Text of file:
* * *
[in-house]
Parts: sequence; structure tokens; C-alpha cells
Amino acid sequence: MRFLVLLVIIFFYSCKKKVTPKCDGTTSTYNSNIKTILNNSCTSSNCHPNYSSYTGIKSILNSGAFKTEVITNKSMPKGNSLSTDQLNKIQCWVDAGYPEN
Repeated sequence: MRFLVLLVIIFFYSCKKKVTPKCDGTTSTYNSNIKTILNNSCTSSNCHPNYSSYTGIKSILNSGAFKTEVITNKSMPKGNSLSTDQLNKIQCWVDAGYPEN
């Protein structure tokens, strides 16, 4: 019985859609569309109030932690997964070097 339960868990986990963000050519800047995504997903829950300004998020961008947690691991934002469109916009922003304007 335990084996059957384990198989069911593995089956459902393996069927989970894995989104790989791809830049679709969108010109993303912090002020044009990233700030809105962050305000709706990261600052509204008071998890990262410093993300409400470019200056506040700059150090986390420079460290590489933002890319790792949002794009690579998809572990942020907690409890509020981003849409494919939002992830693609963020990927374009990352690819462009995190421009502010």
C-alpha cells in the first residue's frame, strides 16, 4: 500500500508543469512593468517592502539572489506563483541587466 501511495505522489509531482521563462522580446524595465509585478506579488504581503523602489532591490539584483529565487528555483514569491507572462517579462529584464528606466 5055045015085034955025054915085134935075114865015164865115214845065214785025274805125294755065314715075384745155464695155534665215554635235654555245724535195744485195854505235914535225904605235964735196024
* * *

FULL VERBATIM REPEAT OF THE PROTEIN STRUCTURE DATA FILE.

[in-house]
Parts: sequence; structure tokens; C-alpha cells
Amino acid sequence: MRFLVLLVIIFFYSCKKKVTPKCDGTTSTYNSNIKTILNNSCTSSNCHPNYSSYTGIKSILNSGAFKTEVITNKSMPKGNSLSTDQLNKIQCWVDAGYPEN
Repeated sequence: MRFLVLLVIIFFYSCKKKVTPKCDGTTSTYNSNIKTILNNSCTSSNCHPNYSSYTGIKSILNSGAFKTEVITNKSMPKGNSLSTDQLNKIQCWVDAGYPEN
């Protein structure tokens, strides 16, 4: 019985859609569309109030932690997964070097 339960868990986990963000050519800047995504997903829950300004998020961008947690691991934002469109916009922003304007 335990084996059957384990198989069911593995089956459902393996069927989970894995989104790989791809830049679709969108010109993303912090002020044009990233700030809105962050305000709706990261600052509204008071998890990262410093993300409400470019200056506040700059150090986390420079460290590489933002890319790792949002794009690579998809572990942020907690409890509020981003849409494919939002992830693609963020990927374009990352690819462009995190421009502010």
C-alpha cells in the first residue's frame, strides 16, 4: 500500500508543469512593468517592502539572489506563483541587466 501511495505522489509531482521563462522580446524595465509585478506579488504581503523602489532591490539584483529565487528555483514569491507572462517579462529584464528606466 5055045015085034955025054915085134935075114865015164865115214845065214785025274805125294755065314715075384745155464695155534665215554635235654555245724535195744485195854505235914535225904605235964735196024